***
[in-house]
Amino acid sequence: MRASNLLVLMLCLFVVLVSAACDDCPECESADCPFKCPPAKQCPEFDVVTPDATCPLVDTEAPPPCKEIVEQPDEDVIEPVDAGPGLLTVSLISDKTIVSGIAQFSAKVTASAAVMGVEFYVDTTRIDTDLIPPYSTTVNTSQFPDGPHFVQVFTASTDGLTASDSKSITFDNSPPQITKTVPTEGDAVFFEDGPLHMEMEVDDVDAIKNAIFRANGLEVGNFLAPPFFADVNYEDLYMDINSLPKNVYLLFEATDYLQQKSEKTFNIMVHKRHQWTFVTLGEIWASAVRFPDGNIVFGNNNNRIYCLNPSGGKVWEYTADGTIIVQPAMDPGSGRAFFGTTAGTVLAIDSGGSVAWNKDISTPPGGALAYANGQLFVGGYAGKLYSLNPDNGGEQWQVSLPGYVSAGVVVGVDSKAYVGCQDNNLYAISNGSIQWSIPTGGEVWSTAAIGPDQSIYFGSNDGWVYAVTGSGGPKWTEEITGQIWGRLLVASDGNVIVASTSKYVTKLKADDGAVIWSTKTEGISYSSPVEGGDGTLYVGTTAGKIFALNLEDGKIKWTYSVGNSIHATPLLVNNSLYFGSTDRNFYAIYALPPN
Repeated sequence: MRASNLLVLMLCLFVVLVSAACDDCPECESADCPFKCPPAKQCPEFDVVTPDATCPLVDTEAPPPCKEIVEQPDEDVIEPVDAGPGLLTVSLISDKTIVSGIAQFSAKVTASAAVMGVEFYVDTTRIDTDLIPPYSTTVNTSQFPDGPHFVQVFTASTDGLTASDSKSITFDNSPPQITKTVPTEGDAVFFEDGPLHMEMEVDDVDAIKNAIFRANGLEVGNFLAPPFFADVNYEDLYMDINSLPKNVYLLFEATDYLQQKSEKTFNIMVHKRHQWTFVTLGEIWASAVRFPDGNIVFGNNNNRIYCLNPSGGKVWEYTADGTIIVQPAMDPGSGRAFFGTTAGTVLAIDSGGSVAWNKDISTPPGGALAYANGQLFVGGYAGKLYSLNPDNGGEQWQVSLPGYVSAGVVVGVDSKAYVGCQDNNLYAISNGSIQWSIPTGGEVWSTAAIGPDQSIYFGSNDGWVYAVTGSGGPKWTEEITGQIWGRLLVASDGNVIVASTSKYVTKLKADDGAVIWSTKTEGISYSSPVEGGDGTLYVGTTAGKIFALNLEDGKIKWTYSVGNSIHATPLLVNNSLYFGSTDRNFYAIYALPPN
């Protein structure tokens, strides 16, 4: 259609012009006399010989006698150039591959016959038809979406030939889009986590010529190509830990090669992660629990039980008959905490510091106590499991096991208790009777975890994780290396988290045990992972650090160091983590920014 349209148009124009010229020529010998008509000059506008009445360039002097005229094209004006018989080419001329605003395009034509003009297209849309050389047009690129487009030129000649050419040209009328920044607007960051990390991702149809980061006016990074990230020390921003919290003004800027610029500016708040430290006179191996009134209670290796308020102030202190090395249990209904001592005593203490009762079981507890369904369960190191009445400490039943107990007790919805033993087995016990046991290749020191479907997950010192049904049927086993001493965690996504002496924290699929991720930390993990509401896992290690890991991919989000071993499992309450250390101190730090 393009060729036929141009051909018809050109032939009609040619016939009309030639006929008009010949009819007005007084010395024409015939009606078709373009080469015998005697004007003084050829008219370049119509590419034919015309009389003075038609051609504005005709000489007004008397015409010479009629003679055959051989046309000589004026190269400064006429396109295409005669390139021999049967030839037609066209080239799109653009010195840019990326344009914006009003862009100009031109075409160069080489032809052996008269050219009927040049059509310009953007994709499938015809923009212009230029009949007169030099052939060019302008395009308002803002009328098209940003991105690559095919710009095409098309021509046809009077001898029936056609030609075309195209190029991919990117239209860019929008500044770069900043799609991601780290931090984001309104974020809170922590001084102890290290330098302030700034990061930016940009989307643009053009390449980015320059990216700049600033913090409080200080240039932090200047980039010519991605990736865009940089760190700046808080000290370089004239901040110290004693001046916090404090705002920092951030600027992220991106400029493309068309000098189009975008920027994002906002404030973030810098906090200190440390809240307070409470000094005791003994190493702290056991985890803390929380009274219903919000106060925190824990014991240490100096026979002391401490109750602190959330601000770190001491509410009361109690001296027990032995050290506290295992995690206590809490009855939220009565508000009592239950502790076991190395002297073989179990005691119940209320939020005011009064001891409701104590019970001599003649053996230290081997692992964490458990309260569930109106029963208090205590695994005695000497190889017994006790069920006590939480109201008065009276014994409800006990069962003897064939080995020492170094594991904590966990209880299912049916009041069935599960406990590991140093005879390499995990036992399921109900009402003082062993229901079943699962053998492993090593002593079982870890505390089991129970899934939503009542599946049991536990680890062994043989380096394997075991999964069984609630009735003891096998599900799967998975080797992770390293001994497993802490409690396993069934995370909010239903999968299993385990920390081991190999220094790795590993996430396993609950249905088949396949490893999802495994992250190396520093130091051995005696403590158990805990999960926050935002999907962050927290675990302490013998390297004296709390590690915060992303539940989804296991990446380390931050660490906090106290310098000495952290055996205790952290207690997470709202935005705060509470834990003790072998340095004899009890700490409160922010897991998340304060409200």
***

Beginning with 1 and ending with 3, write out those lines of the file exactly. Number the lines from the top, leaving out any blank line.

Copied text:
[in-house]
Amino acid sequence: MRASNLLVLMLCLFVVLVSAACDDCPECESADCPFKCPPAKQCPEFDVVTPDATCPLVDTEAPPPCKEIVEQPDEDVIEPVDAGPGLLTVSLISDKTIVSGIAQFSAKVTASAAVMGVEFYVDTTRIDTDLIPPYSTTVNTSQFPDGPHFVQVFTASTDGLTASDSKSITFDNSPPQITKTVPTEGDAVFFEDGPLHMEMEVDDVDAIKNAIFRANGLEVGNFLAPPFFADVNYEDLYMDINSLPKNVYLLFEATDYLQQKSEKTFNIMVHKRHQWTFVTLGEIWASAVRFPDGNIVFGNNNNRIYCLNPSGGKVWEYTADGTIIVQPAMDPGSGRAFFGTTAGTVLAIDSGGSVAWNKDISTPPGGALAYANGQLFVGGYAGKLYSLNPDNGGEQWQVSLPGYVSAGVVVGVDSKAYVGCQDNNLYAISNGSIQWSIPTGGEVWSTAAIGPDQSIYFGSNDGWVYAVTGSGGPKWTEEITGQIWGRLLVASDGNVIVASTSKYVTKLKADDGAVIWSTKTEGISYSSPVEGGDGTLYVGTTAGKIFALNLEDGKIKWTYSVGNSIHATPLLVNNSLYFGSTDRNFYAIYALPPN
Repeated sequence: MRASNLLVLMLCLFVVLVSAACDDCPECESADCPFKCPPAKQCPEFDVVTPDATCPLVDTEAPPPCKEIVEQPDEDVIEPVDAGPGLLTVSLISDKTIVSGIAQFSAKVTASAAVMGVEFYVDTTRIDTDLIPPYSTTVNTSQFPDGPHFVQVFTASTDGLTASDSKSITFDNSPPQITKTVPTEGDAVFFEDGPLHMEMEVDDVDAIKNAIFRANGLEVGNFLAPPFFADVNYEDLYMDINSLPKNVYLLFEATDYLQQKSEKTFNIMVHKRHQWTFVTLGEIWASAVRFPDGNIVFGNNNNRIYCLNPSGGKVWEYTADGTIIVQPAMDPGSGRAFFGTTAGTVLAIDSGGSVAWNKDISTPPGGALAYANGQLFVGGYAGKLYSLNPDNGGEQWQVSLPGYVSAGVVVGVDSKAYVGCQDNNLYAISNGSIQWSIPTGGEVWSTAAIGPDQSIYFGSNDGWVYAVTGSGGPKWTEEITGQIWGRLLVASDGNVIVASTSKYVTKLKADDGAVIWSTKTEGISYSSPVEGGDGTLYVGTTAGKIFALNLEDGKIKWTYSVGNSIHATPLLVNNSLYFGSTDRNFYAIYALPPN